ZACH: Yeah. Did you have - was there a spear in the chest moment? Did you did you wake up with an idea one day or was it just gradual?
IAN: This is a very strange spear in the chest moment but there was one day I went to I was with three of my closest friends people I had people I absolutely love and one of my one of my closest friends went to a little convenient store on campus and she used her meal swipe to get three bottles of Dasani water. at home like someone would have been shamed so so thoroughly for that you know like you know everybody had a Nalgene you know covered in stickers for ski hills and you know I ended up I was like man I am somewhere where people are buying three three bottles of disposable bottles of water with their meal swipe. And you know it sounds ridiculous but it was it was very like it was kind of was a serious moment for me because I was like you know these people you know are from a very different perspective than I am from. And I think that that that's probably the most unique thing that I bring that I bring to my day to day discussions and my day to day interactions with people that I have just this innate sense of you know like do not waste reduce-reuse-recycle all these things that I that other people here but don't become part of their world view. And I just I think that was that was a yeah transformative moment for me and in a weird way because it it just made me feel different in a way that that I thought I could I could make use of and make make change with.
ZACH: That's a great answer. I enjoyed it. You know it's a it's a tiny thing. But yeah it shows you your level of awareness and passion about it and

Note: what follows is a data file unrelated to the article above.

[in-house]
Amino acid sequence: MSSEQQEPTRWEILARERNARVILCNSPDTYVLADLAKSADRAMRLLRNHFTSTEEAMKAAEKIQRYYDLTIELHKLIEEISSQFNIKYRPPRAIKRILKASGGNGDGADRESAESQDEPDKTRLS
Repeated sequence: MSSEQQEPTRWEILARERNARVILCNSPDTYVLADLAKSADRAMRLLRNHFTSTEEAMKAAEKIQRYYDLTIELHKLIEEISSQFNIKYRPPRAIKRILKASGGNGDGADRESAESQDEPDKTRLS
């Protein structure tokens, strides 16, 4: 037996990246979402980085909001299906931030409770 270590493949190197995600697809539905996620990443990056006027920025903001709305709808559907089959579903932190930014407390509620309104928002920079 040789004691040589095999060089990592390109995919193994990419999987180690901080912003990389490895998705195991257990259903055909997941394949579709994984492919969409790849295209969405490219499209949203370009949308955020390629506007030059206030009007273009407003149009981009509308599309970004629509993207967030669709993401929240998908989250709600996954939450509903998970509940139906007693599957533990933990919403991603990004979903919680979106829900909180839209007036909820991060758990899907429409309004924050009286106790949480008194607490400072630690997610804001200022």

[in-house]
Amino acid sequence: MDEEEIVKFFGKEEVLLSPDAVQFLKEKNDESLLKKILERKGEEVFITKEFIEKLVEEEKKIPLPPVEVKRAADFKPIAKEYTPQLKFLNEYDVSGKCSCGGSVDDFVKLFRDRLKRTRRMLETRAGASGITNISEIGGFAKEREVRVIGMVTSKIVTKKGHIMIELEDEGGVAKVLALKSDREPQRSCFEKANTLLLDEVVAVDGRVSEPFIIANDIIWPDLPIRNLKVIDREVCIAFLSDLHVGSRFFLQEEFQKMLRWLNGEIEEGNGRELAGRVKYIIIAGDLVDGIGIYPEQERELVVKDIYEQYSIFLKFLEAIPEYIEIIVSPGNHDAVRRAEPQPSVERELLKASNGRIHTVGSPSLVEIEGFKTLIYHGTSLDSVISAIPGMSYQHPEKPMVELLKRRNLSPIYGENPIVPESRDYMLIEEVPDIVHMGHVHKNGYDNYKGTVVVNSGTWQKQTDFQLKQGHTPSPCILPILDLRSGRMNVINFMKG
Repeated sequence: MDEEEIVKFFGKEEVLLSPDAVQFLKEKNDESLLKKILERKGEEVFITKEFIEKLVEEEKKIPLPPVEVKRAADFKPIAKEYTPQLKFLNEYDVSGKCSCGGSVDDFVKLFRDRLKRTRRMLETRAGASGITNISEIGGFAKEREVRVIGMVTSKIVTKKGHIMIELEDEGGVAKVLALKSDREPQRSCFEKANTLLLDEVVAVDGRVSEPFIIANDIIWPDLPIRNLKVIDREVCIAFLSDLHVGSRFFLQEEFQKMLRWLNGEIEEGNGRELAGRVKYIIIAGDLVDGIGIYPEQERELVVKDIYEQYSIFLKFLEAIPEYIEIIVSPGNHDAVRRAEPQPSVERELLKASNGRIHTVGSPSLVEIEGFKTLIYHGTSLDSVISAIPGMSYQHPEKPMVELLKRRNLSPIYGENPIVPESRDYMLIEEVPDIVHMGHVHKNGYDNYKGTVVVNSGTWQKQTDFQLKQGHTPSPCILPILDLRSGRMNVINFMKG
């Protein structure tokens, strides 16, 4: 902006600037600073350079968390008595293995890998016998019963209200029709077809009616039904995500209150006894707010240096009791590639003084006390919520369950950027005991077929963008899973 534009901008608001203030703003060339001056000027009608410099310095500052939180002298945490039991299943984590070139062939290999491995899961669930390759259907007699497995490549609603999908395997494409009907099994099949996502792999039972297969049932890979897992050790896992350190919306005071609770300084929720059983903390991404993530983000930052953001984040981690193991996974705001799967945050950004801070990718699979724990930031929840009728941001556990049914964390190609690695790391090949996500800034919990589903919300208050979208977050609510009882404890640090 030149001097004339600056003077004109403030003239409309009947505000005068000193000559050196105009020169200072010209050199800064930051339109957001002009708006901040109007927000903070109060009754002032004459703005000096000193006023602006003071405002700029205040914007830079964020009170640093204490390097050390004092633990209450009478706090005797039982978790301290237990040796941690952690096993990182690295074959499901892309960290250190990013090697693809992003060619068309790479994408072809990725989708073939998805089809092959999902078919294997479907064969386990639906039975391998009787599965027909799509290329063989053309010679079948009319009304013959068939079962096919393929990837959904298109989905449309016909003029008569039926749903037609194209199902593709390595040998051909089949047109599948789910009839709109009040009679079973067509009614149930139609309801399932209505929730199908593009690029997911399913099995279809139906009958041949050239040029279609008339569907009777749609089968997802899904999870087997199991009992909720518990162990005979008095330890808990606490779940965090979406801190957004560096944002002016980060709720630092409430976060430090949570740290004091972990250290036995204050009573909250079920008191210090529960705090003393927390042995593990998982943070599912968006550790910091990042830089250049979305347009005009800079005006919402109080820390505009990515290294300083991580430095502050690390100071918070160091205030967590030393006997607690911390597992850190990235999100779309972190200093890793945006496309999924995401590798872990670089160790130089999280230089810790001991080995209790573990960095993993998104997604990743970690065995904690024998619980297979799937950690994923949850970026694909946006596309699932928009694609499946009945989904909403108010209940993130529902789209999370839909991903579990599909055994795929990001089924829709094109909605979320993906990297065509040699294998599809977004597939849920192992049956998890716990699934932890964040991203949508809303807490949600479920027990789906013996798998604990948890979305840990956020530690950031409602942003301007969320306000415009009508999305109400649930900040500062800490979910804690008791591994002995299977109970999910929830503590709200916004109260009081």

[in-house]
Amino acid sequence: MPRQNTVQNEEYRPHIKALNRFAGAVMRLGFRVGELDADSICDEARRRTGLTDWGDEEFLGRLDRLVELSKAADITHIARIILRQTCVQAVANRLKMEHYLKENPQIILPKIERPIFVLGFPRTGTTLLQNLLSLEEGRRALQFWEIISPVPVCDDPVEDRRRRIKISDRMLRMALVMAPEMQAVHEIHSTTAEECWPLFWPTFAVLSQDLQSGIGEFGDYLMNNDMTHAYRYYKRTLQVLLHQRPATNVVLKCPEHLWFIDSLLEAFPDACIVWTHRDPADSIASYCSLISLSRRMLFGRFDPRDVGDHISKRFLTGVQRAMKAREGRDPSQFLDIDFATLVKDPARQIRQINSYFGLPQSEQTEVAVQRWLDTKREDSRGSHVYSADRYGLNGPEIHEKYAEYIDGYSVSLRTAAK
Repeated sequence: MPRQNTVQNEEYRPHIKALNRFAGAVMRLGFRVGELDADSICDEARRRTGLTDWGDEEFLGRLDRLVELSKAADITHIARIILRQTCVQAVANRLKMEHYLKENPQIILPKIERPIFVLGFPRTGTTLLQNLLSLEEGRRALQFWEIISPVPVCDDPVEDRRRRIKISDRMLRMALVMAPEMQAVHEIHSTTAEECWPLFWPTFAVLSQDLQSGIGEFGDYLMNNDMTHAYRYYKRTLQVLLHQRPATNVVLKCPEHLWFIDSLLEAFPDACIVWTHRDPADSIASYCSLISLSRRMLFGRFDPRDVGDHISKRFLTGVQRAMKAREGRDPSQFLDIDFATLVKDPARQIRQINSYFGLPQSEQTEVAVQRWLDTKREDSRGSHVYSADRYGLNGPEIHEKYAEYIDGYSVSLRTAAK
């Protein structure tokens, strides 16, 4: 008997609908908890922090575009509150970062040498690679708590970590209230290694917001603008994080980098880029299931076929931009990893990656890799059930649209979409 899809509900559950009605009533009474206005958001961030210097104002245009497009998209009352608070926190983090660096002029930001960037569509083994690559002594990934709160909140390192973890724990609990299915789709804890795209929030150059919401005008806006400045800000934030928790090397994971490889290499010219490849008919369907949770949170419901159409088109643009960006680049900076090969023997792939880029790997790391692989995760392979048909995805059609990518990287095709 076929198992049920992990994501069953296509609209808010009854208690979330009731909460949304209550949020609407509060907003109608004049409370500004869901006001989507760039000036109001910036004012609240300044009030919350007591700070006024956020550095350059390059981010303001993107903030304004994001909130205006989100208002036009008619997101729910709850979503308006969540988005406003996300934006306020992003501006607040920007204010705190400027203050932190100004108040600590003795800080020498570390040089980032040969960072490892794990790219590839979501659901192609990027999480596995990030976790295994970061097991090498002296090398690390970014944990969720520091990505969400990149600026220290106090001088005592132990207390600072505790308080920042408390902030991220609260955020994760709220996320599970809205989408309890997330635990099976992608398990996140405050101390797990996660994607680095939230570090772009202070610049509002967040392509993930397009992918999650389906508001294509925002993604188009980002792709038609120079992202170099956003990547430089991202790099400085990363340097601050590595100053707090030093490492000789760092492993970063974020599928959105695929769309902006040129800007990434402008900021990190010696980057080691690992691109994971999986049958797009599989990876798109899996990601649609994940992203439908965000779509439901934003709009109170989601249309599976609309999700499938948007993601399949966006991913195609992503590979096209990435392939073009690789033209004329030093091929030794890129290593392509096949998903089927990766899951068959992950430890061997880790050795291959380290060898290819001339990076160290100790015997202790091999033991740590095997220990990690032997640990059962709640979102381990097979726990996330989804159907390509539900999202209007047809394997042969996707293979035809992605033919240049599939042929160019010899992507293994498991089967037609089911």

IAN: it really was bizarre. I don't know.
ZACH: Not what I expected and better than expected. Good good good. So that's a good time and I think they might ask my next question is related you know what is more important to a global transformation. In your opinion at least is it that local level change like getting people to stop buying three water bottles or is it more of a policy shift that's needed.
IAN: That is a big question in my life right now and that's a lot of the reason why I've been researching companies and why I’d love the opportunity to work just in different in different fields within within sustainability because I can I can see it in both ways. I actually, I applied for and just was chosen to go to D.C. with about 15 Vanderbilt students and my application was all about how I'm interested in climate policy and would love to learn this program that Vanderbilt does is about how science is actually used in the day to day creation of policy. And so my application I talked about how I would love to see how science is applied to climate policy because I think there's such a big disconnect between our environmental policy and the science that's out there and I really do think that policy has a huge amount of potential and can make huge amounts of change. But at the same time at home I didn't feel in Boise, I really didn't feel like a cultural shift was the way to go because people were already you know driving Priuses and putting putting solar on their house and all these things. But as I as I travel around I spent a lot of time you know away from home and I think that most of this country there just is not, There's not a strong environmental sense at all and that's not part of people's world view. And so I guess, I don't know which one would be more transformational. I want to be involved in whichever one is more transformational but I can see I can see either of them making such a huge difference because you know at Vanderbilt there are policy changes that the university has looked at but also you know there are all sorts of just small cultural things that have not that have not been put into effect yet. You know people people don't think about waste as they go about their day to day lives and I really think that you know it would be a substantive change just at this campus if they did. And if you apply that to the state of Tennessee which again you know isn't from my experience as environmentally conscious as the Western states that I've spent a lot of time in and then those are big changes.